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Winner Of The 2007 Shingo Prize For Excellence In Manufacturing Research!
Lean production, which has radically benefited traditional manufacturing, can greatly improve the software industry with similar methods and results. This transformation is possible because the same overarching principles that apply in other industries work equally well in software development. The software industry follows the same industrial concepts of production as those applied in manufacturing; however, the software industry perceives itself as being fundamentally different and has largely ignored what other industries have gained through the application of lean techniques.
Lean Software Strategies: Proven Techniques for Managers and Developers, shows how the most advanced concepts of lean production can be applied to software development and how current software development practices are inadequate.
Written for software engineers, developers, and leaders who need help creating lean software processes and executing genuinely lean projects, this book draws on the personal experiences of the two authors as well as research on various software companies applying lean production to software development programs.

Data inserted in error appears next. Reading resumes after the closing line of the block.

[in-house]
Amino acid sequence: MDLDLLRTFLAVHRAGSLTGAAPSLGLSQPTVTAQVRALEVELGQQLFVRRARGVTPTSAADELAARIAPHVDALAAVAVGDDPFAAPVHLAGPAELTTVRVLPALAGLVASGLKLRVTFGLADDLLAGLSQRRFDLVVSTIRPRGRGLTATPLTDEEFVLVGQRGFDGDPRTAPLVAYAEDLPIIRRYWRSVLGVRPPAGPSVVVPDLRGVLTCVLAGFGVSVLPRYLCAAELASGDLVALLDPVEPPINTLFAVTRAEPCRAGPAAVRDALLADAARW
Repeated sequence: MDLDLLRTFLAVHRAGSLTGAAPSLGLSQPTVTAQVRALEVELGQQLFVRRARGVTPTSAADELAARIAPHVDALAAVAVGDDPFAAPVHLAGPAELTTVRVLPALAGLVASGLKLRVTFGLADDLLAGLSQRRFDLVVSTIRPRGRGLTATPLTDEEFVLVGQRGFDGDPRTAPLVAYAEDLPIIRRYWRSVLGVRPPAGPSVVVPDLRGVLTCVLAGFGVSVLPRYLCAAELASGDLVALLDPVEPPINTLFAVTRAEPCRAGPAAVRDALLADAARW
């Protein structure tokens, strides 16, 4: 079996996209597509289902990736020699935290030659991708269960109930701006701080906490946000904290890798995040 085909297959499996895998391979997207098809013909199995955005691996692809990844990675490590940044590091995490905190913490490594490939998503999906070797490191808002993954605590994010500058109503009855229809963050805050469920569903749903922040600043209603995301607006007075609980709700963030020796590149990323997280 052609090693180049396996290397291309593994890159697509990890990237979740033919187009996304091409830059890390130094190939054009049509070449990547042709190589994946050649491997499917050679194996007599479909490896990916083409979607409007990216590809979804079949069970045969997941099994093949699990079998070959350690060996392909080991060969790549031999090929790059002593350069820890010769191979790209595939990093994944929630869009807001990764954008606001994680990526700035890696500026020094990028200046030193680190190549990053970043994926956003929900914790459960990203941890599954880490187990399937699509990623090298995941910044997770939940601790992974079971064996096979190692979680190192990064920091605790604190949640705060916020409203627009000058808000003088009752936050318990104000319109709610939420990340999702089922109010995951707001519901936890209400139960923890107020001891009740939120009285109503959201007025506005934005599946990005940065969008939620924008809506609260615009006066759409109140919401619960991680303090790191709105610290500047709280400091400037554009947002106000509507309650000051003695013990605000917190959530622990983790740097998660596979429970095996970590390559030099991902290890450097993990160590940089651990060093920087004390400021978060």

Part I: What Kind of Industry is Software?
Chapter 1 - There's Three Kinds of Industries
Chapter 2 - Understanding Earlier Production Systems
Chapter 3 - Lean Production - Five Principles
Chapter 4 - Determining Software's Industrial Paradigm - Reuse Practice
Chapter 5 - Determining Software's Industrial Paradigm - SEI CMM Practice
Chapter 6 - Determining Software's Industrial Paradigm - XP: Extreme Programming
Chapter 7 - The Way Out of the Software Crisis
Part II: Building Lean Software - Customer Space, Early Lifecycle
Chapter 8 - Lean Value - Finding the Gold Hidden within Your Customer
Chapter 9 - Choosing the Right Project
Chapter 10 - Choosing a Value Representation
Chapter 11 - Values - When Customers Know What They Want
Chapter 12 - Values — When Customers Don't Know What They Want
Chapter 13 - Predicting How Customers Will React to Having Their Values Implemented
Chapter 14 - Planning Implementation
Part III: Building Lean Software - Producer Space, Late Lifecycle
Chapter 15 - The Value Stream — Design
Chapter 16 - The Value Stream — Production
Chapter 17 - The Value Stream — Verification-Smart Development
Chapter 18 - The Value Stream -Choosing Programming Languages and Tools
Chapter 19 - Flow - Applying Industrial Insights for Software
Chapter 20 - Flow - Through Stage Transitions
Chapter 21 - Pull and Perfection
Appendix A: The LM - Aero C-130J OFP Software Product Family
Part IV: Experiences of Lean Software Producers
Chapter 22 - Is Microsoft's Build and Synchronize Process Lean?
Chapter 23 - Industrial Engineering Insights on Variance in the Software Development Process
Chapter 24 - Why Culling Software Colleagues is Necessary and Even Popular
Chapter 25 - XP and Lean Software Development - the Spare Parts Logistics Case Study by Mark Windholtz
Chapter 26 - Case Study: Timberline, Inc - Implementing Lean Software Development
Conclusion: A Roadmap for Lean in Your Organization